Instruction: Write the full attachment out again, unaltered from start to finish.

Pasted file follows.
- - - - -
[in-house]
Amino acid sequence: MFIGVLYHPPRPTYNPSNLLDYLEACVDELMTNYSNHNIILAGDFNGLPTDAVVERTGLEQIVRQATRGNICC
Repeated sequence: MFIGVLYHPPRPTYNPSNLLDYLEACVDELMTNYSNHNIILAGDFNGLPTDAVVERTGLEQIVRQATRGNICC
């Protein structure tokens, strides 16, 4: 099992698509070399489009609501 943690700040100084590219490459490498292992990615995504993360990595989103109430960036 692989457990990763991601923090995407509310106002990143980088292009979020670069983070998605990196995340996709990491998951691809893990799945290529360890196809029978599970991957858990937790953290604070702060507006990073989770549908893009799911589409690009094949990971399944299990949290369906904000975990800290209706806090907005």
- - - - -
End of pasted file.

[in-house]
Amino acid sequence: MFIGVLYHPPRPTYNPSNLLDYLEACVDELMTNYSNHNIILAGDFNGLPTDAVVERTGLEQIVRQATRGNICC
Repeated sequence: MFIGVLYHPPRPTYNPSNLLDYLEACVDELMTNYSNHNIILAGDFNGLPTDAVVERTGLEQIVRQATRGNICC
């Protein structure tokens, strides 16, 4: 099992698509070399489009609501 943690700040100084590219490459490498292992990615995504993360990595989103109430960036 692989457990990763991601923090995407509310106002990143980088292009979020670069983070998605990196995340996709990491998951691809893990799945290529360890196809029978599970991957858990937790953290604070702060507006990073989770549908893009799911589409690009094949990971399944299990949290369906904000975990800290209706806090907005």